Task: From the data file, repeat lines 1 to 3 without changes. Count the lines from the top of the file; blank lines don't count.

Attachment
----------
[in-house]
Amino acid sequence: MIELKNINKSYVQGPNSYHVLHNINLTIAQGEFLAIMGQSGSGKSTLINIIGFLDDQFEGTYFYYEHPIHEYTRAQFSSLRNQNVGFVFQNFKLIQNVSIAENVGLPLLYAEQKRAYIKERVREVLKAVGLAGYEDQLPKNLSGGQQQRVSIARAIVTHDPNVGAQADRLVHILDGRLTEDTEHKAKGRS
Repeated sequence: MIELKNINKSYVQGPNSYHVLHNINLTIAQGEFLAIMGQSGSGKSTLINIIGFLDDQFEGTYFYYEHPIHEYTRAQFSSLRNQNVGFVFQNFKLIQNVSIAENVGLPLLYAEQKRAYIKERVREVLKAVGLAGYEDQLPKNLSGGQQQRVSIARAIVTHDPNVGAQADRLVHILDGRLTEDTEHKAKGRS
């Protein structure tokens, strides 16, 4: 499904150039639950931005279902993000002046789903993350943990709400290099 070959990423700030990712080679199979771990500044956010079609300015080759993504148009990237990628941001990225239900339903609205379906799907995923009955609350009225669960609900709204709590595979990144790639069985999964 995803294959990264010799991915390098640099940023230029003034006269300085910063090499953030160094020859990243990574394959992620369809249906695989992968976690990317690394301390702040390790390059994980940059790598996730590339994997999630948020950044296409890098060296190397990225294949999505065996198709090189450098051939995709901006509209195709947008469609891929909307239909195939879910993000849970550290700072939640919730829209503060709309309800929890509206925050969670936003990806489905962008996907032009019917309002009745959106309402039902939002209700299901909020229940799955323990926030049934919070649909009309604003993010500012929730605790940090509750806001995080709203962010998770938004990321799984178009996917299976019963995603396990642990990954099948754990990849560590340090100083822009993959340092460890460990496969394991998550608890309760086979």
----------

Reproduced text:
[in-house]
Amino acid sequence: MIELKNINKSYVQGPNSYHVLHNINLTIAQGEFLAIMGQSGSGKSTLINIIGFLDDQFEGTYFYYEHPIHEYTRAQFSSLRNQNVGFVFQNFKLIQNVSIAENVGLPLLYAEQKRAYIKERVREVLKAVGLAGYEDQLPKNLSGGQQQRVSIARAIVTHDPNVGAQADRLVHILDGRLTEDTEHKAKGRS
Repeated sequence: MIELKNINKSYVQGPNSYHVLHNINLTIAQGEFLAIMGQSGSGKSTLINIIGFLDDQFEGTYFYYEHPIHEYTRAQFSSLRNQNVGFVFQNFKLIQNVSIAENVGLPLLYAEQKRAYIKERVREVLKAVGLAGYEDQLPKNLSGGQQQRVSIARAIVTHDPNVGAQADRLVHILDGRLTEDTEHKAKGRS